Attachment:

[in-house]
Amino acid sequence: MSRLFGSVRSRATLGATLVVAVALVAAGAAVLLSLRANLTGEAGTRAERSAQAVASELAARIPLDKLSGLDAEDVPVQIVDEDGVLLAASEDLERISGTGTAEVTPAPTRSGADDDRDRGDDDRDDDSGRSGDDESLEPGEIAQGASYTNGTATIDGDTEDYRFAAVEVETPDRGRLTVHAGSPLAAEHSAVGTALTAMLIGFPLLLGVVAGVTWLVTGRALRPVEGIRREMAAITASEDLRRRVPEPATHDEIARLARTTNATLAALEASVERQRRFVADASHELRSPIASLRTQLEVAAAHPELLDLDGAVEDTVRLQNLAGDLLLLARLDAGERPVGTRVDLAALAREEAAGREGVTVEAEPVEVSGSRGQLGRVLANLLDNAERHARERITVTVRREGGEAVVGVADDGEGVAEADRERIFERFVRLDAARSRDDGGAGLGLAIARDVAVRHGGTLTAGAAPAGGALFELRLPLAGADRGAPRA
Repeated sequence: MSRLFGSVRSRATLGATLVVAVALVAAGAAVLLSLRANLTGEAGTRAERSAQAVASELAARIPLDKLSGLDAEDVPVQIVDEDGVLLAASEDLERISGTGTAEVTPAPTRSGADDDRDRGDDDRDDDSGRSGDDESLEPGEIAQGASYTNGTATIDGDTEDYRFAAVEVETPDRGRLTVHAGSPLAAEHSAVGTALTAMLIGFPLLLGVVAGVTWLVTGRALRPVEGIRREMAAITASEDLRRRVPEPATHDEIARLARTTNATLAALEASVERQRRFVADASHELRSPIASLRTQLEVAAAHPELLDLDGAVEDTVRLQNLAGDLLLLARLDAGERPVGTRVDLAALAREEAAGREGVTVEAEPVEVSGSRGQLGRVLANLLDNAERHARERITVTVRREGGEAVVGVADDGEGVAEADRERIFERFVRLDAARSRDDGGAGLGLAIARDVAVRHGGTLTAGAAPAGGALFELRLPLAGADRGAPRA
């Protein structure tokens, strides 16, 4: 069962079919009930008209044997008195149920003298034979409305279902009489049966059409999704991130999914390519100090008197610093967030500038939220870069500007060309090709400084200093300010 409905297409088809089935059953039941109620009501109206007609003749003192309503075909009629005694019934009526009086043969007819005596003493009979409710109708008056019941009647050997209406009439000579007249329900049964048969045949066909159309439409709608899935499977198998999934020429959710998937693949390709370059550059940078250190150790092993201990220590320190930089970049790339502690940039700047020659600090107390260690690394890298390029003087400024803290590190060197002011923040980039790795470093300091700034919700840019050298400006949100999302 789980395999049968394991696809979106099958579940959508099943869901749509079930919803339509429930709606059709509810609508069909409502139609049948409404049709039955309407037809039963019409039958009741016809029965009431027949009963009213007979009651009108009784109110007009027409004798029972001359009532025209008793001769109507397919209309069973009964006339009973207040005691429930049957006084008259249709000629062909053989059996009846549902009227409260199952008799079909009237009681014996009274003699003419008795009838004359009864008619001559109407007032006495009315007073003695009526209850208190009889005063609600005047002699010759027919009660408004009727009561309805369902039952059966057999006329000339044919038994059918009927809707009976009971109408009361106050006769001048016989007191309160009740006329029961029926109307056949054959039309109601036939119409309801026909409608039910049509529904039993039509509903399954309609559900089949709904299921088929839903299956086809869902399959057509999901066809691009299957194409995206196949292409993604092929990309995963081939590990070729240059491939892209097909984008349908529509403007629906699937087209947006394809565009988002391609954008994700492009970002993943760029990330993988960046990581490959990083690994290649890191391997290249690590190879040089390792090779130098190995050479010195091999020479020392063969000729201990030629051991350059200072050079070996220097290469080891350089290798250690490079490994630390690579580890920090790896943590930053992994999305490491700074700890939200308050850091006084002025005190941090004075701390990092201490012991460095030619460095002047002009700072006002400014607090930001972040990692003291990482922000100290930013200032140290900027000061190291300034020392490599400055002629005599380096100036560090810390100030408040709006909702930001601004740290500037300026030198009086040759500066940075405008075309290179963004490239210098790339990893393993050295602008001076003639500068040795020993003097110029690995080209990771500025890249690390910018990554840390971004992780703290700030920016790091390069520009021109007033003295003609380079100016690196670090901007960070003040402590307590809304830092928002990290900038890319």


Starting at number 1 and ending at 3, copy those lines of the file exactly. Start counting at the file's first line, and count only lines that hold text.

[in-house]
Amino acid sequence: MSRLFGSVRSRATLGATLVVAVALVAAGAAVLLSLRANLTGEAGTRAERSAQAVASELAARIPLDKLSGLDAEDVPVQIVDEDGVLLAASEDLERISGTGTAEVTPAPTRSGADDDRDRGDDDRDDDSGRSGDDESLEPGEIAQGASYTNGTATIDGDTEDYRFAAVEVETPDRGRLTVHAGSPLAAEHSAVGTALTAMLIGFPLLLGVVAGVTWLVTGRALRPVEGIRREMAAITASEDLRRRVPEPATHDEIARLARTTNATLAALEASVERQRRFVADASHELRSPIASLRTQLEVAAAHPELLDLDGAVEDTVRLQNLAGDLLLLARLDAGERPVGTRVDLAALAREEAAGREGVTVEAEPVEVSGSRGQLGRVLANLLDNAERHARERITVTVRREGGEAVVGVADDGEGVAEADRERIFERFVRLDAARSRDDGGAGLGLAIARDVAVRHGGTLTAGAAPAGGALFELRLPLAGADRGAPRA
Repeated sequence: MSRLFGSVRSRATLGATLVVAVALVAAGAAVLLSLRANLTGEAGTRAERSAQAVASELAARIPLDKLSGLDAEDVPVQIVDEDGVLLAASEDLERISGTGTAEVTPAPTRSGADDDRDRGDDDRDDDSGRSGDDESLEPGEIAQGASYTNGTATIDGDTEDYRFAAVEVETPDRGRLTVHAGSPLAAEHSAVGTALTAMLIGFPLLLGVVAGVTWLVTGRALRPVEGIRREMAAITASEDLRRRVPEPATHDEIARLARTTNATLAALEASVERQRRFVADASHELRSPIASLRTQLEVAAAHPELLDLDGAVEDTVRLQNLAGDLLLLARLDAGERPVGTRVDLAALAREEAAGREGVTVEAEPVEVSGSRGQLGRVLANLLDNAERHARERITVTVRREGGEAVVGVADDGEGVAEADRERIFERFVRLDAARSRDDGGAGLGLAIARDVAVRHGGTLTAGAAPAGGALFELRLPLAGADRGAPRA